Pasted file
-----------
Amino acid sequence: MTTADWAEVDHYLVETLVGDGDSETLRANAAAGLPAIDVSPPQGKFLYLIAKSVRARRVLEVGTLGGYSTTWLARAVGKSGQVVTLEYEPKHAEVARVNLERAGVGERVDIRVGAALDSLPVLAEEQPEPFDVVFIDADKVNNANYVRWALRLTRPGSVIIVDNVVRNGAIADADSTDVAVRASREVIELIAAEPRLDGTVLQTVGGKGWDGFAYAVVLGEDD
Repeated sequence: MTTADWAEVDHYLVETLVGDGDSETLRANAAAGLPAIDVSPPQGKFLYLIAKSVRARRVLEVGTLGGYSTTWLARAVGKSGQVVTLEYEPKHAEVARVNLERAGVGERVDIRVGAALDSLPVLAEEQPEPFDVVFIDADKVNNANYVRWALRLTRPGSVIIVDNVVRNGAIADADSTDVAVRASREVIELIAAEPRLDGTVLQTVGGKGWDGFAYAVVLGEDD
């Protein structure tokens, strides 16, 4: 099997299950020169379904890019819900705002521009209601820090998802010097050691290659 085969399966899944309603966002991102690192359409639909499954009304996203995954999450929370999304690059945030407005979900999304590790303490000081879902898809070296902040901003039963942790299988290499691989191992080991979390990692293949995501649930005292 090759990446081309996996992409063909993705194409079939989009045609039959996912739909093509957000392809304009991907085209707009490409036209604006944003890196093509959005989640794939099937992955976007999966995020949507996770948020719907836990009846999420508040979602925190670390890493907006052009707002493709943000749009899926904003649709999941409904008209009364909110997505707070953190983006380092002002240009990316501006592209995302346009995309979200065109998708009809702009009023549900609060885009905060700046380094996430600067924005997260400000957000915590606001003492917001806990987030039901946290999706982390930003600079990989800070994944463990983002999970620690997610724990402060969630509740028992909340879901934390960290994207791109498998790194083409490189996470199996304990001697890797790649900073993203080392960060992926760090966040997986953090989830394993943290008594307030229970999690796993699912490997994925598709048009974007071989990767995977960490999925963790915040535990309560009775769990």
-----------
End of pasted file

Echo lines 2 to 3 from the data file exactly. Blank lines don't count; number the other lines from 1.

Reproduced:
Repeated sequence: MTTADWAEVDHYLVETLVGDGDSETLRANAAAGLPAIDVSPPQGKFLYLIAKSVRARRVLEVGTLGGYSTTWLARAVGKSGQVVTLEYEPKHAEVARVNLERAGVGERVDIRVGAALDSLPVLAEEQPEPFDVVFIDADKVNNANYVRWALRLTRPGSVIIVDNVVRNGAIADADSTDVAVRASREVIELIAAEPRLDGTVLQTVGGKGWDGFAYAVVLGEDD
């Protein structure tokens, strides 16, 4: 099997299950020169379904890019819900705002521009209601820090998802010097050691290659 085969399966899944309603966002991102690192359409639909499954009304996203995954999450929370999304690059945030407005979900999304590790303490000081879902898809070296902040901003039963942790299988290499691989191992080991979390990692293949995501649930005292 090759990446081309996996992409063909993705194409079939989009045609039959996912739909093509957000392809304009991907085209707009490409036209604006944003890196093509959005989640794939099937992955976007999966995020949507996770948020719907836990009846999420508040979602925190670390890493907006052009707002493709943000749009899926904003649709999941409904008209009364909110997505707070953190983006380092002002240009990316501006592209995302346009995309979200065109998708009809702009009023549900609060885009905060700046380094996430600067924005997260400000957000915590606001003492917001806990987030039901946290999706982390930003600079990989800070994944463990983002999970620690997610724990402060969630509740028992909340879901934390960290994207791109498998790194083409490189996470199996304990001697890797790649900073993203080392960060992926760090966040997986953090989830394993943290008594307030229970999690796993699912490997994925598709048009974007071989990767995977960490999925963790915040535990309560009775769990």